Kousa fruit

It’s an irony I’ve long noted. My favorite season is also a time of year I’m especially busy. September has flown by, with Fall semester starting at the beginning of the month and the past few weeks devoted to settling into a new school year, new students, new routines.

I love autumn because the days turn brisk and the afternoon light turns golden. The changing foliage is a bonus: it’s the low-angled light itself that I love, as it tricks every object it touches with glint and glory. In September, the days grow shorter, making me increasingly mindful of every last minute of sunlight. By November, the landscape will gleam like beaten bronze, but right now everything is gilt and golden, precious and precise.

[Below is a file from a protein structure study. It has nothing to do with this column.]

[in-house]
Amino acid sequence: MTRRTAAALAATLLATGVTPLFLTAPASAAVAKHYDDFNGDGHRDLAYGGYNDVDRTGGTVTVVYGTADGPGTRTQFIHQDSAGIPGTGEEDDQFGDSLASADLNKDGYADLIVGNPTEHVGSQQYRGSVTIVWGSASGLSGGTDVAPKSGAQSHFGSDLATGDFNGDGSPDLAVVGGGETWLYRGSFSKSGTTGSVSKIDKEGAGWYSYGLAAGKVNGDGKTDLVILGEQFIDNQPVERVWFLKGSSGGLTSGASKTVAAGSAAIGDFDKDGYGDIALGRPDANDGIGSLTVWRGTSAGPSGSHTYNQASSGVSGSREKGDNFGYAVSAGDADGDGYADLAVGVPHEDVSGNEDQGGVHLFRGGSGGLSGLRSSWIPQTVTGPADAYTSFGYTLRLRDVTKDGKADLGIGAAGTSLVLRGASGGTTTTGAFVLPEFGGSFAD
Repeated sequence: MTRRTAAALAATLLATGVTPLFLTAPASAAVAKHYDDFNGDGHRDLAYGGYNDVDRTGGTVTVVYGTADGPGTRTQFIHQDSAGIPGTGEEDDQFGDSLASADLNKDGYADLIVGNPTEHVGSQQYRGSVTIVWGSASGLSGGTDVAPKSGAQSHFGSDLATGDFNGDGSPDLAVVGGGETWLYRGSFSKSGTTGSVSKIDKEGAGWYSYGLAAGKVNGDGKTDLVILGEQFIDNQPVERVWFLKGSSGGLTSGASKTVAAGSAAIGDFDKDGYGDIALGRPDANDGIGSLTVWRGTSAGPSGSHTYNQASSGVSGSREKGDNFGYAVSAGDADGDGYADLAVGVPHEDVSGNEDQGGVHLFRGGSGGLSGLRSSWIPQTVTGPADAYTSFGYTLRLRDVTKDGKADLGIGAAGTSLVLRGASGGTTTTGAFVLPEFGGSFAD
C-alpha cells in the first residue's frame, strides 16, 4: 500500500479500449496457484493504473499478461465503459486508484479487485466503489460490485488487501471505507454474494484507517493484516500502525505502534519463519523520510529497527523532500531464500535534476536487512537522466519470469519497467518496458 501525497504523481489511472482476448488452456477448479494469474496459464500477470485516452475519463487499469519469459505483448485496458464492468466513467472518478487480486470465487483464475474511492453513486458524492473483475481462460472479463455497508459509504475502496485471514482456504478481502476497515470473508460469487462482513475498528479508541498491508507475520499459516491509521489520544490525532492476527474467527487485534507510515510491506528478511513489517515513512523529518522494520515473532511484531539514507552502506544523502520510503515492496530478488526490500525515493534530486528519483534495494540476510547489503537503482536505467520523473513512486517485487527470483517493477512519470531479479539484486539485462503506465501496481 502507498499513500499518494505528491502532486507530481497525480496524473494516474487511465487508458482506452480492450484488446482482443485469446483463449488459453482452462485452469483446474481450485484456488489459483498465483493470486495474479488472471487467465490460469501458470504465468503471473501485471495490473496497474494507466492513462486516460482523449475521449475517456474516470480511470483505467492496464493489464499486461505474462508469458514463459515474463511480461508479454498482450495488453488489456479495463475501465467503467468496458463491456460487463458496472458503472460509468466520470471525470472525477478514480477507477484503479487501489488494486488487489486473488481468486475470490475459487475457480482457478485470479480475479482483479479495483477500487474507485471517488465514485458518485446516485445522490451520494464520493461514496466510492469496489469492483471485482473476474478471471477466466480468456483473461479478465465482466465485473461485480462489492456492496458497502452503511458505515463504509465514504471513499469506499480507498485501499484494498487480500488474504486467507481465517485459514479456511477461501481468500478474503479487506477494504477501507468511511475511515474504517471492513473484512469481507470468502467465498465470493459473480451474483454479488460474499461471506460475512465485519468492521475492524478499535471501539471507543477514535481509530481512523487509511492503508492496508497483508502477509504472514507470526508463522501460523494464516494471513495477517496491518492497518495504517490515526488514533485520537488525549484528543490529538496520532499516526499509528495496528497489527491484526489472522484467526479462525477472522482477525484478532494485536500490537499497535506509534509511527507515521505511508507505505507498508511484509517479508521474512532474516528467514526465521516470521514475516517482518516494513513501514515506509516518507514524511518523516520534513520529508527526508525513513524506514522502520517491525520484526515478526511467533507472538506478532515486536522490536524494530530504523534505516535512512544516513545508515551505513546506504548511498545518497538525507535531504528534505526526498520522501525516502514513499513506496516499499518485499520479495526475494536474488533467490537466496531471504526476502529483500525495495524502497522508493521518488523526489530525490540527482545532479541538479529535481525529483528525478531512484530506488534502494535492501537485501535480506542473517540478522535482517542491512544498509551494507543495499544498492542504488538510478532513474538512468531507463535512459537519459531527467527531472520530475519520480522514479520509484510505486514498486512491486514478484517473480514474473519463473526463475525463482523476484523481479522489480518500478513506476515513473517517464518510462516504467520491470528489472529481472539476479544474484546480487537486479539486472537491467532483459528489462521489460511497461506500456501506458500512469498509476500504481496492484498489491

In late September, the trees are laden with fruit, overladen with abundance. This year’s crop of acorns is percussive, falling from the trees with the urgent alacrity of a child’s pellet gun. How many times have I been startled on my way to or from our backyard dog-pen by the sound of acorns crashing through leaves and cracking on the pavement below as if cast off intentionally by short-tempered trees.

Thoreau said “Our lives are frittered away with detail.” Oh, Henry, you don’t know the start of it. This past month has been frittered away with class prep, due-date juggling, and so many student papers. Always, perpetually, there is so much to do, and so little done, while the whole earth keeps turning, unfazed.